By focusing on a handful of easy target demographics, brands exclude swaths of people — the people who most need to be included in the narrative. The next time you brief your agency or write a brand plan, I hope you’ll rethink assumptions of who the sustainable consumer could be.
Sustainability advertising tends to target my demographic profile — a young, socially conscious female whose ideal Sunday plans include a $5 oat milk latte and a visit to the farmers’ market. Brands consistently see research that supports this stereotype. In a study by First Insight and the Wharton School, for example, Gen Z is the generation most likely to prioritise sustainability over a brand name. Elsewhere, Gen Z ranked the environment their number-one concern in Deloitte’s Global 2021 Millennial and Gen Z Survey.
But there’s a problem here: By narrowing the demographic focus to a handful of easy target profiles, brands exclude swaths of people — the people who most need to be included in the narrative. This may make sense (sometimes) from a commercial perspective; but it doesn’t serve the broader needs of our transition as a society.
If campaigns and communications repeatedly neglect people like you, you’ll start to think the subject isn’t for you. That is not okay. Sustainability issues affect every living being on this planet, regardless of age or gender. In addition to moral reasons for broadening our views, some of the data reveal that reality is much more nuanced.
It's a myth that younger generations are leading the way and dragging the reluctant older cohort with them. When it comes to climate action, it’s quite the opposite. A recent study by New Scientist and the Policy Institute at King’s College London found 18- to 34-year-olds in both the UK and US have, in fact, the most defeatist worldview — and are thus least likely to change their behaviours.
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The same is true for other environmental behaviors — we see in our work with WRAP that boomers are best at recycling. In the UK, an Aviva study found “over-55s are more likely to recycle waste (84 percent), avoid single-use-plastic, and buy only seasonal fruit and vegetables (47 percent) than any other age group.”
These better individual behaviours might flow naturally for this group: They spend more time at home; have more disposable income; and, one hopes, have gathered more wisdom by this stage in their lives. Above all, Professor Bobby Duffy at King’s College London’s Policy Institute rightly reminds us that “parents and grandparents care deeply about the legacy they’re leaving for their children and grandchildren — not just their house or jewelry, but the state of the planet.”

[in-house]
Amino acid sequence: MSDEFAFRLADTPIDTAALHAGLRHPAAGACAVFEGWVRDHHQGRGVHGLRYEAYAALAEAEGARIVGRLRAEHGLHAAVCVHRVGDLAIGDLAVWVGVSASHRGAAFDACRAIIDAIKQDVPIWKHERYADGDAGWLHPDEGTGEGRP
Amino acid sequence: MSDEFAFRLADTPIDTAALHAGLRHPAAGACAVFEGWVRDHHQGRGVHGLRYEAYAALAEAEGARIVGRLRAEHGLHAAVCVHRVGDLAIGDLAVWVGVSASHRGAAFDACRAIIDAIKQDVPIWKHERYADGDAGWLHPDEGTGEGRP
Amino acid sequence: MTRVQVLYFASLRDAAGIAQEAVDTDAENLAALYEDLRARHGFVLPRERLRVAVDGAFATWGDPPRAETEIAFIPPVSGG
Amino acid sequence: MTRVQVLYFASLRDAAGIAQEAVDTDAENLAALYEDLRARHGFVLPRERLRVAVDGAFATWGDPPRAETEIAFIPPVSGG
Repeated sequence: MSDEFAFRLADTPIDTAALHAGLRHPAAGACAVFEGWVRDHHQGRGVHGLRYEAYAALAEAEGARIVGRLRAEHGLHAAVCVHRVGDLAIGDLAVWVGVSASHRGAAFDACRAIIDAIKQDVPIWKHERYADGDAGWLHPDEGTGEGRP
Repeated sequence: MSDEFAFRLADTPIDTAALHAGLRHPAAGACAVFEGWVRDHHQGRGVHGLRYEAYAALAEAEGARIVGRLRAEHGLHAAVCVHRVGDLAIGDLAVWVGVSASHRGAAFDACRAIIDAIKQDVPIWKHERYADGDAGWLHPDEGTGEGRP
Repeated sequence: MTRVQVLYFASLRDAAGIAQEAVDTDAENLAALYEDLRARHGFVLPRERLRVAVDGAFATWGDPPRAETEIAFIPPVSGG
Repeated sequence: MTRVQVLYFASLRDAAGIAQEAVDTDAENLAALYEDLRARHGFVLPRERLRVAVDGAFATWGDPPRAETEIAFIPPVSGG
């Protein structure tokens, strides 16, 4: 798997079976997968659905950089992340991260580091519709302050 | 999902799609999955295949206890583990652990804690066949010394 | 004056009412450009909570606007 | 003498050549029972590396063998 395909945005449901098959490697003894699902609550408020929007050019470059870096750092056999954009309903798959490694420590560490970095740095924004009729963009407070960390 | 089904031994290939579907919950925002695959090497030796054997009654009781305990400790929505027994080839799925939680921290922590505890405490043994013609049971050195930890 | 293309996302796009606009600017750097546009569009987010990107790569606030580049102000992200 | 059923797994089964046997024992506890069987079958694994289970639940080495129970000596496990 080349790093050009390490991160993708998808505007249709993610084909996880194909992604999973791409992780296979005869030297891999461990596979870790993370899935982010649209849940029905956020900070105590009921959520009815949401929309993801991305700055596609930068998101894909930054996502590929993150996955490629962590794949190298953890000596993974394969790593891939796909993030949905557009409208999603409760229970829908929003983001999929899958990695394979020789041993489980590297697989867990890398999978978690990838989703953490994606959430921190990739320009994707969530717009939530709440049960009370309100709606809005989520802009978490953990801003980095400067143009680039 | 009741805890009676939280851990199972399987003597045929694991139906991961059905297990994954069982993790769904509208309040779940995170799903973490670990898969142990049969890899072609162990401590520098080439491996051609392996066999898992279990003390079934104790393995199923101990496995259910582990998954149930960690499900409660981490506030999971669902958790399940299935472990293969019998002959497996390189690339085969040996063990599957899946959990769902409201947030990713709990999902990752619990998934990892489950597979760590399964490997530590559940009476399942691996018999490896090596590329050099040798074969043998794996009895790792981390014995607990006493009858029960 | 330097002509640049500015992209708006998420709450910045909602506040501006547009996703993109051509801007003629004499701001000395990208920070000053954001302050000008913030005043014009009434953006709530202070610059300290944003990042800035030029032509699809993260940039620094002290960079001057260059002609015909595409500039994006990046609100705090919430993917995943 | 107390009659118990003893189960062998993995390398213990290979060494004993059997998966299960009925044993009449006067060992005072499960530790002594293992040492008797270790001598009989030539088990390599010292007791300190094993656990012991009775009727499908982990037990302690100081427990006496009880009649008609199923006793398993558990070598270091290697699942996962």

Need more convincing? Don’t forget that boomers still hold the purse strings of the economy. In the US, millennials hold just 5 percent of wealth, while boomers hold a whopping 53 percent. On the other side of the pond, baby boomers in the UK have experienced the greatest increase in household wealth. Compound this with ageism in advertising and you have a recipe for a massive target group of wealthy, powerful, motivated and action-oriented citizens who are categorically ignored in the sustainability discourse.
Many surveys point to an “eco-gender gap.” But one global study found that more women than men had changed their habits to fight climate change, from recycling and buying local to buying less and reducing meat consumption. With women still running most household purchasing decisions, it’s an easy win for brands to target women with sustainability messaging.
It doesn’t help that the sustainability lexicon feels inherently feminine. “Caring” for the planet, tropes such as “Mother” Earth, and altruistic messages still lie at the heart of most communications. As a result, some men unconsciously shun environmental behaviours as it doesn’t jibe with their masculine self-image. In an experiment involving more than 2,000 US and Chinese participants, men were more likely to donate to an environmental non-profit with a more masculine logo than traditional “green” sustainability visuals (which are problematic in their own right, but that’s an article for another day).
By now, you know the drill — the more brands default to targeting women, the more men will feel excluded; and half the population will increasingly distance themselves from what should be a gender-neutral topic. The communication and aesthetics around sustainability need to reflect this inclusive vision.
And to name the elephant in the room: Men also control most of the world’s wealth and power. Only 8 percent of Fortune 500 CEOs are women, just 5 percent of FTSE 350 CEOs, the wealth of the richest 22 men equals the wealth of all women in Africa — I could go on. Though these numbers are changing (and I truly hope to see gender parity in my lifetime), we can’t ignore that in society’s current state, galvanising systemic action around sustainability needs full participation from men.
Let’s rethink who we speak to
Like it or not, you cannot deny that brands influence culture. The next time you brief your agency, write a brand plan or comb through consumer data, I hope you’re motivated to rethink assumptions of who the sustainable consumer is or could be.
Now is the time to challenge some of these tired categories and energise a more forward-looking, inclusive picture of the change-makers we all need to be. Dare to herald boomers as the sustainability heroes they are. Counter norms by showing a tattooed pick-up truck driver sporting a reusable mug. Break the stereotypes, one campaign at a time.
Radley Yeldar is a creative consultancy based in London, UK. Together we’re made up of more than 200 specialist brand and digital strategists, sustainability gurus, film-makers, developers, UX designers, creatives, reporting consultants, and employee engagement experts.